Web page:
Beyond the mere identification of lung nodules, some studies have attempted to classify the risk of malignancy of identified nodules. A multi-component algorithm that includes lung segmentation, cancer region detection, and cancer prediction models was tested on 6716 LDCTs and validated on an independent dataset of 1139 LDCTs (Ardila et al., 2019). The algorithm outputs a probability of malignancy based on either single LDCTs or, when available, prior LDCTs from the same patient. Using a ground truth of biopsy-proven lung cancer, the algorithm performed as well as six radiologists when prior LDCTs were available. In the cases without prior LDCTs, the algorithm had an 11 % lower false positive rate and a 5 % lower false negative rate than the radiologists.
An assessment of the lung parenchyma on LDCT beyond the presence of lung nodules is a recent and promising approach to identifying the future risk of lung cancer. One study found that a 3D-CNN algorithm, tested on over 15,000 LDCTs, had an area under the receiver operating characteristic curve (AUC) of 0.86–0.94 (depending on the dataset) for predicting one-year lung cancer (Mikhael et al., 2023). Interestingly, the AUC of the algorithm after excluding cases where visible nodules were present at baseline in the same location as the future cancers was 0.82. The algorithm also showed a lower false positive rate than established scores of malignancy based on nodule morphology when the entire LDCT volume was assessed by the algorithm. These findings suggest that other features beyond the suspicious nodules were contributing to the algorithm’s prediction. Importantly, this means that the algorithm is detecting features in LDCT beyond what radiologists typically consider relevant for predicting lung cancer risk.
The eligibility criteria for lung cancer screening in the US, which come from the Centers for Medicare and Medicaid Services (CMS), miss over half of lung cancer cases (Y. Wang et al., 2015). Although other, more complex, score-based “pre-screening” tools exist, the information they require, such as the number of pack years, is often inaccurate or unavailable (Kinsinger et al., 2017). AI has thus been used to identify more individuals at high risk for lung cancer to include them in screening programs. A study of 5615 individuals found that a combination of plain chest radiographs, age, sex, and current smoking status allows a more targeted selection of patients for screening with LDCT (Lu et al., 2020). The model in this study had an AUC of 0.7 for predicting 12-year incident lung cancer compared to an AUC of 0.63 for the CMS criteria, translating to 30.7 % fewer lung cancer cases being missed with the algorithm. The model also predicted 12-year lung cancer mortality with an AUC of 0.76. The authors do not recommend routine chest radiographs for pre-screening but advocate the use of this model in patients undergoing chest radiographs for other clinical indications.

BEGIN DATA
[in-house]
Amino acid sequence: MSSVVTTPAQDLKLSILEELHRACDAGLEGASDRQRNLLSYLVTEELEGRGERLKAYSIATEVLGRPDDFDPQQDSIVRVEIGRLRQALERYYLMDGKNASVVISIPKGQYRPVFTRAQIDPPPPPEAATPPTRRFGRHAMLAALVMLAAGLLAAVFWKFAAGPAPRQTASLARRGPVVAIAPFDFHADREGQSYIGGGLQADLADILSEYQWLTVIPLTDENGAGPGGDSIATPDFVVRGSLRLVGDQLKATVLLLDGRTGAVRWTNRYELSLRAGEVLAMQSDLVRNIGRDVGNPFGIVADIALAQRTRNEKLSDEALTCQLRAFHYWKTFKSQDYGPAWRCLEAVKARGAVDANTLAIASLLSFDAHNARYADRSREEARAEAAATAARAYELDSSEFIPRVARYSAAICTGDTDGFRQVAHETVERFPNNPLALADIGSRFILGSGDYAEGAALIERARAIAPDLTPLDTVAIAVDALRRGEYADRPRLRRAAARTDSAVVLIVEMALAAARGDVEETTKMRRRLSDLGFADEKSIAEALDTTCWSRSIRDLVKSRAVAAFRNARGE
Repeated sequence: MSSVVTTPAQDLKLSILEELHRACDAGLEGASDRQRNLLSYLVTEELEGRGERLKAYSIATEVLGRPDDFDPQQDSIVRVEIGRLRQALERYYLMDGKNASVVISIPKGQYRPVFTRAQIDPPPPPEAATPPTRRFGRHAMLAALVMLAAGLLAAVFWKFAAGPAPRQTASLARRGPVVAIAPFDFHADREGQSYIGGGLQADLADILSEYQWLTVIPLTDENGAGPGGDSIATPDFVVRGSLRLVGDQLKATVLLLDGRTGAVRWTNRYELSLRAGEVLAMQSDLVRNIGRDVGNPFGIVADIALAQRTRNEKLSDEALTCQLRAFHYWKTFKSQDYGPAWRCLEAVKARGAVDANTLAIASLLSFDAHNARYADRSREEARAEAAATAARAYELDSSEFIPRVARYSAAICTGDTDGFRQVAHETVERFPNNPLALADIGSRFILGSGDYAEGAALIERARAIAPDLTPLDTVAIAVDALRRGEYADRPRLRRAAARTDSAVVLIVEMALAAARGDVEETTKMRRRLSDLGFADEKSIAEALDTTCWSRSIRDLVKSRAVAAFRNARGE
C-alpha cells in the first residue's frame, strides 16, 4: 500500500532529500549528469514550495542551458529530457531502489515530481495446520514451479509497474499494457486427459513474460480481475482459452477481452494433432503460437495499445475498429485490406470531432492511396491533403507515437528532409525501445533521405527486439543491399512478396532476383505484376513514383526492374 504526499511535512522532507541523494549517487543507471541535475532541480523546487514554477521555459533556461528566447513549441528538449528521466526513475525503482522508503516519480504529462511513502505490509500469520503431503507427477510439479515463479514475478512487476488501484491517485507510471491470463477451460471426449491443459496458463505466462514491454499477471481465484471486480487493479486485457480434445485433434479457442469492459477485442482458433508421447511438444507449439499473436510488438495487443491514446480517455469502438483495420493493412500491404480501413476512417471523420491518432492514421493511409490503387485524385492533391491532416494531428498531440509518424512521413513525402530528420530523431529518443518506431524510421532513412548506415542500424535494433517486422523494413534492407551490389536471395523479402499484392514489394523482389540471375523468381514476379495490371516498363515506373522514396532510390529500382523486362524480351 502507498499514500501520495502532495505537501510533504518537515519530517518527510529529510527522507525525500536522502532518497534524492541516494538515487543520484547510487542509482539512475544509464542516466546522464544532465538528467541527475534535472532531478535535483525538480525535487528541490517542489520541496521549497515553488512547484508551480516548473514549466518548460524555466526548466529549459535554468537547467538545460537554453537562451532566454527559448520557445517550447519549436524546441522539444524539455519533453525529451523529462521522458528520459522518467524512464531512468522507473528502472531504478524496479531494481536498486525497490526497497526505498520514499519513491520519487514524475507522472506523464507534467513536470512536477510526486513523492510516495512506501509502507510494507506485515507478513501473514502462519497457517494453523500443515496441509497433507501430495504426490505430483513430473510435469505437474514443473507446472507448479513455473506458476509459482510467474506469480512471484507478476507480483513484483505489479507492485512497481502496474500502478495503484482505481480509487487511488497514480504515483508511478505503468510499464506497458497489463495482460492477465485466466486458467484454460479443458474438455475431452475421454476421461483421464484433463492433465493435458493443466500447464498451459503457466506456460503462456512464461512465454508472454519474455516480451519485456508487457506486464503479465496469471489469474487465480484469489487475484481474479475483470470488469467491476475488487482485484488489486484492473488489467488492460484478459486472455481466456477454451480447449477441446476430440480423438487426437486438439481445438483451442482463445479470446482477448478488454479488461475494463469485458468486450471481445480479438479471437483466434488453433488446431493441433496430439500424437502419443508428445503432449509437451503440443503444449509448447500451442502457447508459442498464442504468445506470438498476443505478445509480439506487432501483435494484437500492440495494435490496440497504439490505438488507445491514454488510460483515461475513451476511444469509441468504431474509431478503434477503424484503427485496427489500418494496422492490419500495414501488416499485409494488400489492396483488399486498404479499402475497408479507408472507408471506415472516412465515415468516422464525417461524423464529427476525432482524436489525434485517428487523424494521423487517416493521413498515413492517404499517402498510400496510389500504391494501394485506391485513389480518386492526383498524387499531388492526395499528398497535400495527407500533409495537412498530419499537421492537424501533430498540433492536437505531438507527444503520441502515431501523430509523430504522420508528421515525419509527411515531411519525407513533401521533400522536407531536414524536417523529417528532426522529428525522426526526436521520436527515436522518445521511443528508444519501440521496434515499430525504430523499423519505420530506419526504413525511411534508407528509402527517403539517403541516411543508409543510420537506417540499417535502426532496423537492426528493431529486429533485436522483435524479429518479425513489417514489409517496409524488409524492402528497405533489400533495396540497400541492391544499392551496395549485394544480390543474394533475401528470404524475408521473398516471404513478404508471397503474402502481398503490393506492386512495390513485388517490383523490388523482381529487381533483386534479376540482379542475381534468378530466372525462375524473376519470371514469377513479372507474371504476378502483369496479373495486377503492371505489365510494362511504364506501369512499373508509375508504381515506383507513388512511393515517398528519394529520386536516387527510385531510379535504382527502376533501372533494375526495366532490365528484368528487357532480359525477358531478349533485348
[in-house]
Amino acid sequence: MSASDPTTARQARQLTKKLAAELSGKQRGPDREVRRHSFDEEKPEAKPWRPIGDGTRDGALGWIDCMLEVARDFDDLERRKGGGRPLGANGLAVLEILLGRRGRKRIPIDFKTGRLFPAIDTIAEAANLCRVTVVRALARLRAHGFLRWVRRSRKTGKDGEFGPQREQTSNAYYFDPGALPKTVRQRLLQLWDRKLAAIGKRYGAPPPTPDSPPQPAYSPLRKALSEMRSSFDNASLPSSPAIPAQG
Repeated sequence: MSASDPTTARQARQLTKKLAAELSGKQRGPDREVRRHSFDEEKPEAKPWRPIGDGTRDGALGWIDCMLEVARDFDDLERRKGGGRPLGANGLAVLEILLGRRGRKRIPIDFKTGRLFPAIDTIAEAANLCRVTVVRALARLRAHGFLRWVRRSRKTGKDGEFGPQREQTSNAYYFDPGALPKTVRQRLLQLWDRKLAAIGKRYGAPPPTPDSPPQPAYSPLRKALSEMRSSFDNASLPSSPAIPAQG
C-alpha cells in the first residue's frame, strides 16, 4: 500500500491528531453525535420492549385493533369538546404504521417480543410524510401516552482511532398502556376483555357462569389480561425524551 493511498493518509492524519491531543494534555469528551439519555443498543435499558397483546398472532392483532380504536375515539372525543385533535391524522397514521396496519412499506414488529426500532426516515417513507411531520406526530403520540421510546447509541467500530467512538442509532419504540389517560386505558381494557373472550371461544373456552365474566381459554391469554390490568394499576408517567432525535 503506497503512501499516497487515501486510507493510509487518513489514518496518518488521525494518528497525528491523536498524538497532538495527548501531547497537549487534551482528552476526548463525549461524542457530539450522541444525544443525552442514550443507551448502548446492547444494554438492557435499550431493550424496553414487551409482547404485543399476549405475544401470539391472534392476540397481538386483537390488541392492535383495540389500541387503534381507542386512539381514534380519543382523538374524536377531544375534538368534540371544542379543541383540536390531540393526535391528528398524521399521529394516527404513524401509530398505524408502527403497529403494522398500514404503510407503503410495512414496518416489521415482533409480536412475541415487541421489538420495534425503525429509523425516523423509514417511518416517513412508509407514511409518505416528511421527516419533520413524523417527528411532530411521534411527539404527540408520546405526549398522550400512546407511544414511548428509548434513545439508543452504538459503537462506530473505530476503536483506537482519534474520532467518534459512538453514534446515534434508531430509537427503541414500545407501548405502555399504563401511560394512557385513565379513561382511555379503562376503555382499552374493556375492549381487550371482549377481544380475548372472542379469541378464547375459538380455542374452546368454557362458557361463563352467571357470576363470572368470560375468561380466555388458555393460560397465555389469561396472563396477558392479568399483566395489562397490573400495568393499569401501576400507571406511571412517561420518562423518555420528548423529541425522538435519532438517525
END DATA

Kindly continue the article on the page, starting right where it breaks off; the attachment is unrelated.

Colorectal cancer is the third most common cancer in both women and men and is a major cause of cancer death worldwide (Sung et al., 2021). It develops as a cascade of events as intestinal mucosal cells accumulate genetic mutations, transforming first into hyperproliferative mucosa, then a benign adenoma, and, in some cases, an adenocarcinoma (Kuipers et al., 2015). Colorectal cancer screening is primarily preventive - it aims to detect potentially cancerous adenomas so that they can be removed, an approach that reduces the disease’s mortality (Zauber et al., 2012).
A recent proof-of-concept study used a fully automated approach using CNNs for polyp segmentation and distinguishing between benign and premalignant polyps.
Colorectal cancer screening is routinely done by either looking for blood in the stool using highly sensitive assays or by visualizing the lumen of the intestine using optical colonoscopy (Helsingen Lise M. & Kalager Mette, 2022). Optical colonoscopy is an established and reliable method for identifying colorectal adenomas and allows them to be immediately removed. However, its main disadvantages are low patient compliance and the need for sedation (Inadomi et al., 2012; Joseph et al., 2012; OECD, 2012; Stock et al., 2011; Use of Colorectal Cancer Screening Tests, 2023).
A promising emerging alternative to optical colonoscopy is computed tomography colonography. This technique has similar diagnostic accuracy to optical colonoscopy (Pickhardt et al., 2003, 2011, 2018), is preferred by patients (Ristvedt et al., 2003), and has better compliance (Moawad et al., 2010). It also does not require sedation and can pick up clinically relevant findings outside the bowel that are invisible to optical colonoscopy (Smyth et al., 2013). On the other hand, CT colonography requires bowel preparation (like optical colonoscopy), exposes the patient to some ionizing radiation, and does not allow for simultaneous polyp resection. Despite these disadvantages, the American College of Radiology recommends CT colonography for screening patients with average or moderate risk of colorectal cancer (Expert Panel on Gastrointestinal Imaging: et al., 2018).